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Chamberlain College of Nursing NR 508 Midterm Exam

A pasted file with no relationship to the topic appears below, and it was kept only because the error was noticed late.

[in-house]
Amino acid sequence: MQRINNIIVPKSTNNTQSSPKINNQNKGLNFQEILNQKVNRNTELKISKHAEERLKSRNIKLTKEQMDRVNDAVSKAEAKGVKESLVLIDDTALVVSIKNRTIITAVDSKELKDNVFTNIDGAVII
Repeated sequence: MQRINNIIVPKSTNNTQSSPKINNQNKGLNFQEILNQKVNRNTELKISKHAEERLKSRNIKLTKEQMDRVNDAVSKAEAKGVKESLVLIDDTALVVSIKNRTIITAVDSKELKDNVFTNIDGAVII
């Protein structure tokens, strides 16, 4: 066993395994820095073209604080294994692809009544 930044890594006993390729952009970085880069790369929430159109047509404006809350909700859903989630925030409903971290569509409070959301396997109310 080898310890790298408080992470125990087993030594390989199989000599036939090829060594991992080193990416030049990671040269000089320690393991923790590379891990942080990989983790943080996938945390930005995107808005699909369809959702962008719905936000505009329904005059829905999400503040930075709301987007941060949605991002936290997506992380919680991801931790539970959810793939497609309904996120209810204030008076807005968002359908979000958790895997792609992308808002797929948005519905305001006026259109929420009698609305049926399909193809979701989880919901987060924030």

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NR 508 Midterm Exam Consist of 50 Questions From a Random Test Bank of Questions from Chapters 1-4 (including Week 4 Content) and All Embedded Recorded Lectures. Information is taken from the follow... ing Areas: Highlighted areas are areas to help you understand the concepts better they are in NO way an indication of what you are guaranteed to see on the exam. Remember these are random some of your classmates may not have the same question that appear on your exam. PLEASE NOTE that this study guide may not be inclusive of all topics you may see on the exam 1 NP Practice 1-2 Questions 2 Birth Control Contraindications 1-2 Questions 3 Treatment of CHF 5-15 Questions  Know First Line Treatment in CHF  Side Effects of Diuretics  Side Effects of Ace Inhibitors 4.Treatment of Hypertension 5-6 Questions  Know First Line Treatment in Hypertension  Side Effects of Diuretics  Side Effects of Ace Inhibitors 5. Treatment of Fungal infections 3-5 Questions  Know How to Treat Various Fungal Infections  Common Uses 6. Treatment of Abnormal Heart Rhythms 4-5 Questions  Know Treatment of Arrhythmia 7. Treatment of Depression& Anxiety 4-5 Questions 8. Treatment of Parkinson 4-5 Questions  Know Treatment of Parkinson Disease 9. Treatment of Alzheimer’s 4-5 Questions 10. Treatment of Acne 1-2 Questions 11. Clotting Factor in Vitamin K1-2 Questions CONGESTIVE HEART FAILURE (CHF): *Refer to your CHF PowerPoint Slides  EPIDEMIOLOGY: o Most common cause of hospitalization over 65 years of age. o Afflicts more than 2 million Americans annually. o 900,000 hospitalization per year. o PROGNOSIS: Poor  Untreated, 82% of men die within 6 years of onset.  Untreated, 67% of women die within 6 years of onset.  Treated, mortality was reduced to 40% Causes: Myocardial Infarction, hypertension, coronary artery disease, Hyperthyroidism, Beriberi, anemia, arteriovenous shunts.  HEMODYNAMIC PROPERTIES: Consequences of CHF o Subnormal Cardiac Output ------> decreased exercise tolerance, tachycardia, pulmonary edema, cardiomegaly o Neurohumoral Reflexes: Reflex tachycardia, increased sympathetics, increased Renin. o Myocardial Hypertrophy occurs, to maintain cardiac performance.  Ventricular dilation helps to maintain cardiac output to an extent (due to Starling's Law), but past a certain point it can no longer help. o Factors affecting cardiac performance:  Higher preload: due to increased blood volume and venous tone.  Higher afterload: due to hypertension, increased arterial tone.  Lower contractility ------> lower inotropic state  Higher heart rate, due to reflex tachycardia o Edema: Especially pulmonary edema, but also peripheral. Results from decreased Cardiac Output, by two mechanisms:  Decreased CO ------> impaired venous return ------> higher capillary hydrostatic pressure  Decreased CO ------> decreased renal perfusion ------> activate renin angiotensin system RAS ------> aldosterone causes higher Na+ and fluid retention.  TREATMENT: o CARDIAC GLYCOSIDES: See CHF PowerPoint Slides : o MECHANISM: Inhibit Na+ /K+ -ATPase Pump ------> increased intracellular Na+ in myocardium ------> decreased expulsion of Ca+2 in myocardium ------> tonically higher levels of intracellular Ca+2 ------> increased myocardial contractility o MECHANICAL ACTION on HEART:  Increased myocardial contractility  Bradycardia, due to reduced sympathetics.  Increased Cardiac Output, due to reduced TPR (from reduced sympathetics) and increased inotropic state. o ELECTRICAL ACTION on HEART:  Direct Effect on AV Node: Increase risk of heart block  Decrease the rate of rise of Phase-0 depolarization at AV node.  Prolong refractory period at AV-Node  Decrease conduction velocity at AV-Node.  Direct Effect on Purkinje Fibers:  Increase automaticity ------> increased risk of arrhythmias. This occurs by two mechanisms:  Increase the slope of Phase-4 depolarization.  Elevate the resting membrane potential of the SA-Node, as a consequence of inhibiting the Na+ /K+ -ATPase  Decrease conduction velocity  Parasympathomimetic Effects: Digitalis increases vagal stimulation, by three mechanisms:  Baroreceptor Sensitization  Central Vagal Stimulation  Facilitate muscarinic transmission at myocardial cells  Hypokalemia potentiates the cardiotoxic effects of Digitalis, since digitalis deprives cardiac cells of K+ . This effect of K+ is opposite to the effect seen with quinidine. o KIDNEY DIURESIS: Digitalis effect on kidney is indirect -- resulting from improved cardiac output. If cardiac output does not improve, then there will be no diuresis. o ACE INHIBITORS: They have significantly decreased mortality due to CHF.  ACTION: They inhibit the activation of the renin-angiotensin system, which is hyperactive in CHF, due to increased sympathetics.  They reduce afterload: Reduce circulating levels of AngiotensinII  They reduce preload: Reduce Aldosterone ------> reduce blood volume.  INDICATIONS: ACE Inhibitors are recommended in the following patients:  All patients with symptomatic CHF due to LV systolic dysfunction.  Asymptomatic patients with severe LV systolic dysfunction, HTN, or valvular regurgitation (aortic incompetence, mitral regurgitation).  Post-MI patients at risk for complications. o VASODILATORS:  Sodium Nitroprusside: IV, used to treat acutely decompensated CHF, where brain and kidney perfusion is compromised.  Hydralazine: It maintains renal blood flow. Used to treat CHF in the presence of kidney dysfunction. o LOOP DIURETICS: Goal in this case is to reduce blood volume, not reduce blood pressure. o XANTHINES: Theophylline can produce coronary vasodilation and bronchodilation, both of which can be therapeutic in CHF. LOOP DIURETICS:  MECHANISM: They inhibit the Na+ /K+ /2Cl- transporter, essentially shutting down the counter-current multiplier ------> profuse natriuresis.  INDICATIONS: o Edema, caused by CHF, cirrhosis, or nephrosis. o Management of hyponatremia or hypercalcemia. Given in combination with saline infusion. o Increase K- and H+ excretion in patients with distal renal tubular acidosis.  PHARMACOKINETICS: o Furosemide is secreted by a probenecid-sensitive transport mechanism into proximal tubule. Thus indomethacin or NSAID's decrease its effectiveness. o Bioavailability 50-70%. Extensively binds to plasma albumin.  ADVERSE EFFECTS: o Metabolic effects:  Hyponatremia, hypomagnesemia, metabolic acidosis.  Hypokalemia: can be counteracted with K+ -sparing diuretic, or with supplemental K+ .  Hypochloremic Alkalosis: Increased delivery of Na+ to distal tubules ------> increased RAS and aldosterone ------> increased secretion of K+ and H+ ------> hypokalemic alkalosis. o Hyperuricemia, hypercholesterolemia o Ototoxicity, especially in patients with impaired renal function. THIAZIDE DIURETICS:  MECHANISM: They inhibit Na+ /Cl- antiport ------> natriuresis.  ADVERSE EFFECTS: Also see thiazides under Anti-HTN o Metabolic Effects:  Marked hyponatremia.  Hypokalemia and Hypomagnesemia: can be particularly bad in folks with CHF (taking glycosides), cirrhosis, MI, arrhythmias.  Slight hypercalcemia  Hyperuricemia  INDICATIONS: o Hypertension o Kidney stones o Hypercalcuria o Diabetes Insipidus POTASSIUM-SPARING DIURETICS:  INDICATIONS: Modest diuresis o Adjunct therapy with other diuretics o Primary (Conn's Disease) or secondary (glucocorticoid therapy) hyperaldosteronism.  ADVERSE EFFECTS: o Hyperkalemia ------> fatal arrhythmias. Especially at risk for folks with renal failure, or in those receiving K+ supplements. o Hyperchloremic metabolic acidosis ANTI-ARRHYTHMICS:  NORMAL RHYTHM: o Phase-4 Depolarization results in automaticity of the cardiac action potential, in normal SA nodal cells.  AV nodal cells and Purkinje fibers also have spontaneous Phase-4 depolarization, but their automaticity is slower than SA node, thus under normal circu [Show More]